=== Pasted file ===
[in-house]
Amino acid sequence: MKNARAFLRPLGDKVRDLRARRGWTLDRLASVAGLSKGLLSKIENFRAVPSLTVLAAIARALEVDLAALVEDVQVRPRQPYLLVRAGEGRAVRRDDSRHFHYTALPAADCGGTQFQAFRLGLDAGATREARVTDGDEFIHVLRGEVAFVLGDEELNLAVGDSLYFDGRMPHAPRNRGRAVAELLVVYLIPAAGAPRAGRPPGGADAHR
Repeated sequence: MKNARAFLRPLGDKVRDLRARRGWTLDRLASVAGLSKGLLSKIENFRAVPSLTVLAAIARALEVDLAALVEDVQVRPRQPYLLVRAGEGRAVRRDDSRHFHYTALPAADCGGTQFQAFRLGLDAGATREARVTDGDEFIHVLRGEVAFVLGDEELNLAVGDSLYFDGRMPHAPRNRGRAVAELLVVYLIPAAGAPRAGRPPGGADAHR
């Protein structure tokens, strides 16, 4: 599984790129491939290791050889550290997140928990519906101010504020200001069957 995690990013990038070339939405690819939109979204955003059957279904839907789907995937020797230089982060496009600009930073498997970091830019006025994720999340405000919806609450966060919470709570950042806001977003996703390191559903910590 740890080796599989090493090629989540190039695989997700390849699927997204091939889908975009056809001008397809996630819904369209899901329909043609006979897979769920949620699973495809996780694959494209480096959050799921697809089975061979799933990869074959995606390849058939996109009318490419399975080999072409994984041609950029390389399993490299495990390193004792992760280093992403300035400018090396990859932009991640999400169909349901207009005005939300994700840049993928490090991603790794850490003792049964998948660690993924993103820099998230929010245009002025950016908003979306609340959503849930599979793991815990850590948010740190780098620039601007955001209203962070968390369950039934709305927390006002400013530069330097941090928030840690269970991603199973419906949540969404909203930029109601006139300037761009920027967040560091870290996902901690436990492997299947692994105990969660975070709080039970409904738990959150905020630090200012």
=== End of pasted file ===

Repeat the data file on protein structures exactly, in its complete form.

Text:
[in-house]
Amino acid sequence: MKNARAFLRPLGDKVRDLRARRGWTLDRLASVAGLSKGLLSKIENFRAVPSLTVLAAIARALEVDLAALVEDVQVRPRQPYLLVRAGEGRAVRRDDSRHFHYTALPAADCGGTQFQAFRLGLDAGATREARVTDGDEFIHVLRGEVAFVLGDEELNLAVGDSLYFDGRMPHAPRNRGRAVAELLVVYLIPAAGAPRAGRPPGGADAHR
Repeated sequence: MKNARAFLRPLGDKVRDLRARRGWTLDRLASVAGLSKGLLSKIENFRAVPSLTVLAAIARALEVDLAALVEDVQVRPRQPYLLVRAGEGRAVRRDDSRHFHYTALPAADCGGTQFQAFRLGLDAGATREARVTDGDEFIHVLRGEVAFVLGDEELNLAVGDSLYFDGRMPHAPRNRGRAVAELLVVYLIPAAGAPRAGRPPGGADAHR
């Protein structure tokens, strides 16, 4: 599984790129491939290791050889550290997140928990519906101010504020200001069957 995690990013990038070339939405690819939109979204955003059957279904839907789907995937020797230089982060496009600009930073498997970091830019006025994720999340405000919806609450966060919470709570950042806001977003996703390191559903910590 740890080796599989090493090629989540190039695989997700390849699927997204091939889908975009056809001008397809996630819904369209899901329909043609006979897979769920949620699973495809996780694959494209480096959050799921697809089975061979799933990869074959995606390849058939996109009318490419399975080999072409994984041609950029390389399993490299495990390193004792992760280093992403300035400018090396990859932009991640999400169909349901207009005005939300994700840049993928490090991603790794850490003792049964998948660690993924993103820099998230929010245009002025950016908003979306609340959503849930599979793991815990850590948010740190780098620039601007955001209203962070968390369950039934709305927390006002400013530069330097941090928030840690269970991603199973419906949540969404909203930029109601006139300037761009920027967040560091870290996902901690436990492997299947692994105990969660975070709080039970409904738990959150905020630090200012």